Authors Helen Fry and Derek Nudd will be meeting visitors and signing their new wartime books in the museum on Friday 6th October. Drop into the museum between 2pm-4pm to meet Helen and Derek. Usual admissions apply.

London Cage

In 1940, behind locked doors in Kensington Palace Gardens on one of London’s most exclusive streets, British intelligence discreetly established a clandestine prison. It was called the London Cage, run by military intelligence officer Colonel Alexander Scotland whose home was at Bourne End in Buckinghamshire.  At the London Cage, German prisoners of war, including top-ranking Nazis, were subjected to ‘special intelligence treatment’ designed to break their will and make them spill their secrets. The stakes could hardly be higher: the very outcome of the Second World War might hinge on obtaining information that the detainees were determined to withhold. At the end of the war, the interrogators turned to the grim task of uncovering the truth about German war crimes and the cage was transformed into a crucial centre for gathering evidence against those who had perpetrated atrocities. Until now, what happened there has remained a closely guarded secret. This riveting book reveals the full details of operations there as well as the subsequent efforts to hide them.

Helen Fry’s extraordinary original research paints rich portraits of the interrogators and their prisoners, and gives disturbing, compelling accounts of daily life revolving around systemic Soviet-style mistreatment. Fry also provides sensational evidence to counter official denials concerning the use of ‘truth drugs’ and ‘enhanced interrogation’ techniques.

A clear and chilling insight into a long-concealed chapter of military intelligence.’ Michael Jago, author of The Man Who Was George Smiley

‘A tour de force… Helen Fry’s absorbing and authoritative account of how Britain’s wartime spies used both brutality and guile to get vital intelligence out of German prisoners of war is a shocking but fascinating read.’ Michael Smith, author of Station X: The Codebreakers of Bletchley Park

Castaways of the Kriegsmarine: How shipwrecked German seamen helped the Allies win the Second World War

They thought their war was over when they were hoisted from the sea….. In truth they were just entering a murky world of eavesdropping, deceit and betrayal. Derek Nudd brings the survivors’ experiences to life in their own voices, introduces us to the interrogators they met, and tracks back the intelligence they yielded into the merciless arena of ocean combat.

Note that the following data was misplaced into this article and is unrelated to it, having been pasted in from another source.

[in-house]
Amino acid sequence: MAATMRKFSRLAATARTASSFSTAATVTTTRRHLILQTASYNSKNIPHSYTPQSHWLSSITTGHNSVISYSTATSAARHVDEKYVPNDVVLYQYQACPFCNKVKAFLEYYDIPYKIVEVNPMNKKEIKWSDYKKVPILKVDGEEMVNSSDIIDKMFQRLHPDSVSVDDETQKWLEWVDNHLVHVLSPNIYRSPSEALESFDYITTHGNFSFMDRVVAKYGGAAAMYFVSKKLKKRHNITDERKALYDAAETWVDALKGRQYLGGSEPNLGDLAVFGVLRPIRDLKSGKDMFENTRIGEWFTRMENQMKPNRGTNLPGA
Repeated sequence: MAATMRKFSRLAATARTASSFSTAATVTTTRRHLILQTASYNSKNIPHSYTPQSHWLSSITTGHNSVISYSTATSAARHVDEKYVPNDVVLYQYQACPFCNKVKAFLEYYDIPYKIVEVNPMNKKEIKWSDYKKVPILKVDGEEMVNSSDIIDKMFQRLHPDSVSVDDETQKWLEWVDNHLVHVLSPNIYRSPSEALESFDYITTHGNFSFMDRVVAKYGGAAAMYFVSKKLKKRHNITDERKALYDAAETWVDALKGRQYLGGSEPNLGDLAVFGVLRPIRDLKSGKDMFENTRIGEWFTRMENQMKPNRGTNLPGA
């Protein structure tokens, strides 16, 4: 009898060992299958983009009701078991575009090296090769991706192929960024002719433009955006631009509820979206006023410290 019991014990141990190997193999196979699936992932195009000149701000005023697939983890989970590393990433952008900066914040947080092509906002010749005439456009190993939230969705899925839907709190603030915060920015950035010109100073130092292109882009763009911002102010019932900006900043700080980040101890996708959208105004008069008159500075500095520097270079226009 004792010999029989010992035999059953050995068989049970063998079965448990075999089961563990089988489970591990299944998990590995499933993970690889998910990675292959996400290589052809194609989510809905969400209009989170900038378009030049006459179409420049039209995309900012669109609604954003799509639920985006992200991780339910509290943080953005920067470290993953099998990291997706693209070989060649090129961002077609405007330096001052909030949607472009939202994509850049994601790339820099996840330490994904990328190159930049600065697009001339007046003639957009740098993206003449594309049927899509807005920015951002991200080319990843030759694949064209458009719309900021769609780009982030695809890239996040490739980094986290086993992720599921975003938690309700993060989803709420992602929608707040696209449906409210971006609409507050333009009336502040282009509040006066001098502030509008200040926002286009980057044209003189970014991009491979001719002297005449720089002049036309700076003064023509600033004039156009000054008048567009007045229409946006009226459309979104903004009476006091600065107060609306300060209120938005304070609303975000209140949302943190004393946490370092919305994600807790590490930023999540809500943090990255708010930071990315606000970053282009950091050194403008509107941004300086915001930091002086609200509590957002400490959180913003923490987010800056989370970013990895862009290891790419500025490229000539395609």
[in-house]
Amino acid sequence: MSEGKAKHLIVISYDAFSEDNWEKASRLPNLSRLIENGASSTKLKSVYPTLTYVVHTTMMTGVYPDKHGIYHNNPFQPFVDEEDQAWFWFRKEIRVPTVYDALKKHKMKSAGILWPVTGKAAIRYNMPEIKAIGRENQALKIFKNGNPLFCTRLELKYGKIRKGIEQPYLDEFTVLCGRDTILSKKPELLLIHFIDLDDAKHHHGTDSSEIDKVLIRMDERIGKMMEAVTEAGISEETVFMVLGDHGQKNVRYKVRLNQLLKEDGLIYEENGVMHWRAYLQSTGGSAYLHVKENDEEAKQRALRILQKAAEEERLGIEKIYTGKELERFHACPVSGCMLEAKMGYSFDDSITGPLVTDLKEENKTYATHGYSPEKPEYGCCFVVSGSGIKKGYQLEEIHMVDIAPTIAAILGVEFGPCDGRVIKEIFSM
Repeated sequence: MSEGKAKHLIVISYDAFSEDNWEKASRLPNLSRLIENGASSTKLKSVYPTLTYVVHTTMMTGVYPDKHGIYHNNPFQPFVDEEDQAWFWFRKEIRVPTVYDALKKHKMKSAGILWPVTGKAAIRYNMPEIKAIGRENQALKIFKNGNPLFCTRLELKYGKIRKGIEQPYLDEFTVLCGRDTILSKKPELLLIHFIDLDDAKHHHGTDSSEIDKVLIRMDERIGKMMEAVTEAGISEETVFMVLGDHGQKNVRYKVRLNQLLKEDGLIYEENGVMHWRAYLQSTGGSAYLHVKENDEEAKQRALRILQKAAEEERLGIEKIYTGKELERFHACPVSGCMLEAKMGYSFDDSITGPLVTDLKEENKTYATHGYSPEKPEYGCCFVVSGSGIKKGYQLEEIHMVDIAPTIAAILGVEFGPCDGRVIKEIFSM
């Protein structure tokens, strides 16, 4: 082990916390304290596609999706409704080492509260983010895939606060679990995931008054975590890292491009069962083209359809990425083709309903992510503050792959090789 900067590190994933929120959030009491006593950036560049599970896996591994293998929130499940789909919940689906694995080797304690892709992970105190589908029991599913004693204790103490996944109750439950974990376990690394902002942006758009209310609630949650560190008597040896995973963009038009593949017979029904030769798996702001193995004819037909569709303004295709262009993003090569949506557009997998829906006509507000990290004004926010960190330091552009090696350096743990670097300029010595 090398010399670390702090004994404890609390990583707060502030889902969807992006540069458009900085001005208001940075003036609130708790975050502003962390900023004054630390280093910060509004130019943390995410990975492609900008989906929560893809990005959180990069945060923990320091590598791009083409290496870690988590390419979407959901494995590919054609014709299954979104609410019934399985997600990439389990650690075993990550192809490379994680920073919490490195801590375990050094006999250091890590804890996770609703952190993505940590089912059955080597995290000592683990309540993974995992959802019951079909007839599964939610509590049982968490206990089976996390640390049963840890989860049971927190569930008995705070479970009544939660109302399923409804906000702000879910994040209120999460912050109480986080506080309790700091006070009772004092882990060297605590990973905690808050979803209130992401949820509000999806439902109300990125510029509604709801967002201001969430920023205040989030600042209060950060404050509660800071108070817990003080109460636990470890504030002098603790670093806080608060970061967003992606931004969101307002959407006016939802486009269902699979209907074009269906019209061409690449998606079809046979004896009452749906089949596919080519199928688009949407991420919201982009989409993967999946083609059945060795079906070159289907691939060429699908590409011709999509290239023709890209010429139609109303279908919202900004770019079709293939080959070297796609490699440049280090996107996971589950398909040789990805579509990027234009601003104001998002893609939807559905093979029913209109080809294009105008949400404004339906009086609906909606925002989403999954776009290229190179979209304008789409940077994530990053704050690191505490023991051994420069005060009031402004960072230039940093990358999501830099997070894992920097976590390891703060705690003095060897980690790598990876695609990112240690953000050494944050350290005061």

Derek says, “I was drawn to this topic by curiosity about my grandfather, who led the Naval Intelligence section at Latimer House. As is the way with these things the story quickly gained a momentum of its own.”

December 1943 brought little cheer to Hitler’s Kriegsmarine:

As Mediterranean U-boats threw themselves into ever more desperately hopeless sorties against allied convoys a short, vicious battle in the Bay of Biscay sank a German blockade runner and three of the escorts trying to bring her in. On Boxing Day the battlecruiser Scharnhorstmet her lonely end in the heaving, freezing waters of the Barents Sea off North Cape.

Only the most wilfully myopic of the exhausted, disoriented castaways brought to Latimer House and Wilton Park interrogation centres could believe in ultimate victory, a gift for the experienced interviewers awaiting them.

This tale follows the interwoven fates of the bedraggled captives and the Naval Intelligence team’s small, eclectic, irreverent band of reservists and Wrens.

Derek adds, “I ignore the movers and shakers, the German generals and senior staff whose egos were carefully groomed in long-term stays at Trent Park. Instead I look at the constant procession of ordinary matelots and seagoing officers, who passed through Latimer House and Wilton Park, were drained of their useful information, and ‘dumped’ to regular prisoner-of-war camps.”

Derek Nudd returned to writing after a degree in history and English, a master’s in Systems Analysis and a successful career in engineering. HIS first: Armageddon Fed Up With This – A Gunner’s Tale (Matador, 2015).

Plan Your Visit

We are currently closed for our Winter break.

We will re-open in March 2024.


49 High Street
Old Amersham

01494 723700
[email protected]


“Enjoyed our visit to this wonderful interactive museum where you are positively encouraged to touch things!”

“Visited Amersham museum yesterday – lovely place, provides many details on the history of the place. Plenty of cute cafes, pubs and shops around also… not difficult to find free parking nearby. ”

“A well-run, informative and interesting small museum on the main street. It’s mostly volunteer-run and they do a great job in keeping it and making you feel welcome…Check out the herb garden too.”

“Enjoyable film and television location guided walk around Amersham hosted by Amersham Museum – here are the Sun Houses on Highover Park and further up the hill is High & Over.”

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